Real-Time Bidding Meets Social Video and Virtual Currency in TrialPay-TubeMogul Partnership | Adweek Real-Time Bidding Meets Social Video and Virtual Currency in TrialPay-TubeMogul Partnership | Adweek
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Incentivized Social Video Gets Real-Time Biddable

Partnership shows maturation of online advertising
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Call it bribery or call it brilliant. Either way, it looks like paying people to watch online video ads (with virtual currency, not cash) is getting bigger.

About a year ago, the social commerce vendor TrialPay introduced a social video ad model, which rewards players of popular online games with Facebook Credits or virtual goods for watching video ads. Now TrialPay is partnering with video ad/analytics platform TubeMogul to bring real-time bidding to social video for the first time, potentially bringing more buyers to the emerging social video ad space. 

The deal, which becomes official on Thursday, melds TrialPay's powerful position within Facebook (the company is Facebook's exclusive transactional partner for its virtual currency) with TubeMogul's brand advertisers, analytics and technology.

"It's the flip of the Hulu model or TV model. Normally, I don't want to watch advertising, but I put up with it so I can actually get my content," said TrialPay CEO and co-founder Alex Rampell. "But, in our world of social gaming and very low-cost digital content, I want more advertising because as I engage with the ad to learn more about the brand, I am actually rewarded … in a virtual currency that I care about."

About 200 million Facebook users play social games each month. Given that reach, Rampell said demand is growing for premium video and ways for brands to engage with users.

"[With] TubeMogul … we're able to reach all of these users when they're playing a game and figure out the inventory we show them," Rampell said.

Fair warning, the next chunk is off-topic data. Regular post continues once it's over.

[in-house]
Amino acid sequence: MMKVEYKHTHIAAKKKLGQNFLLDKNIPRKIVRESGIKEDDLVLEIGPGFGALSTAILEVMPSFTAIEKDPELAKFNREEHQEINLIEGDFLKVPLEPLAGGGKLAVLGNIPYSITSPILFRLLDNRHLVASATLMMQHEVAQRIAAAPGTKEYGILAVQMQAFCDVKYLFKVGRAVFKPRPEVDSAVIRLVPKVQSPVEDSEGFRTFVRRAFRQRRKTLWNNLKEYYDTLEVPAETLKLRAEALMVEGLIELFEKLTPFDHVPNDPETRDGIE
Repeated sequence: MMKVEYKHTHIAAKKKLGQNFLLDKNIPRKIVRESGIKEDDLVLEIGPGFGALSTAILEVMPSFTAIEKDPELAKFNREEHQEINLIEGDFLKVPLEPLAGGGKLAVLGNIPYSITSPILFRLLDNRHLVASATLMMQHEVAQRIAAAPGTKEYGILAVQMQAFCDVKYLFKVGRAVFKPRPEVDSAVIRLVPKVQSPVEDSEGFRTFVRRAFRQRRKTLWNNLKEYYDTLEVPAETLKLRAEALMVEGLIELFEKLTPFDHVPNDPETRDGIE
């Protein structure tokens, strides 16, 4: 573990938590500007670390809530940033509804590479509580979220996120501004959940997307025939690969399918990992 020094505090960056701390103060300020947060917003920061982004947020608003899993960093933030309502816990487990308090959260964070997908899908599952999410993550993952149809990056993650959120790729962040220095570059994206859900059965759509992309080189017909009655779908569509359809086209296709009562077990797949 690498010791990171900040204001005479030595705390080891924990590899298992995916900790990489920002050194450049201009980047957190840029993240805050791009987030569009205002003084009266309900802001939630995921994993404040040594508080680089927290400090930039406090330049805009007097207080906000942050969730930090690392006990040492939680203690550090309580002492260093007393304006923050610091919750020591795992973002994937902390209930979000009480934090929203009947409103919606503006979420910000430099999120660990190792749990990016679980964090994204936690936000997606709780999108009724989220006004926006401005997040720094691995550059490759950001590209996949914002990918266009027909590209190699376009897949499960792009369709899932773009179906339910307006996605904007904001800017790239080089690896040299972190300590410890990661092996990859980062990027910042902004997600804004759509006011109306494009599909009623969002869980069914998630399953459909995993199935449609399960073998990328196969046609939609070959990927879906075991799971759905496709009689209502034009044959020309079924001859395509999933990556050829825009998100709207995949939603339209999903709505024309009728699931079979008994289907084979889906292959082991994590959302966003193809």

Thus far, scaling a video campaign on Facebook has been a difficult process, said TubeMogul CEO and co-founder Brett Wilson. While brands have been integrating with social games, he said, they've had very little visibility as to which platforms and games their ads are appearing in. They've also had little ability to target their audiences, he added.

"Social video, to date, has been a complete black box," he said. "What we did is we made that inventory real-time biddable, which makes it transparent."

Through TubeMogul's comprehensive dashboard, advertisers can cherry-pick from about 200 games on Facebook and target super specific audiences using both first- and third-party data. (In the future, advertisers could use the platform to target gaming audiences beyond Facebook.) On the back-end, advertisers can see exactly where their ads are running and performance metrics for their campaigns.

While bidding platforms have driven down the value of other kinds of ad units, Rampell contends that social video is a different kind of inventory.

Unlike companies that serve preroll video elsewhere on the Web, TrialPay doesn't charge advertisers on a CPM basis, but only for fully viewed ads, Rampell explained. Also, the ads are only seen by those self-selecting into the process—presumably those with an actual interest in the content and, potentially, an intent to buy. Beyond that, Rampell argued, social gamers are in an engaged, lean-back mode—precisely the kind of state that's receptive to two- to three-minute ads.

The expanding supply of preroll has made it a "race to the bottom," he said, but that's because, unlike social video, it's a "nondistinguishable type of inventory."

In a survey conducted by KN Dimestore, TrialPay and TubeMogul's private beta revealed that the in-game ads lifted several brand metrics. According to the companies, brand favorability was about 14 percent higher among those exposed to the social video ads and awareness increased about 22 percent. Purchase intent was up about 4 percent and message association was about 16 percent higher.

Average completion rates for the social video units vary by category and length, the companies said. But for videos 60 seconds or longer, completions are about 86 percent and longer videos average 61 percent.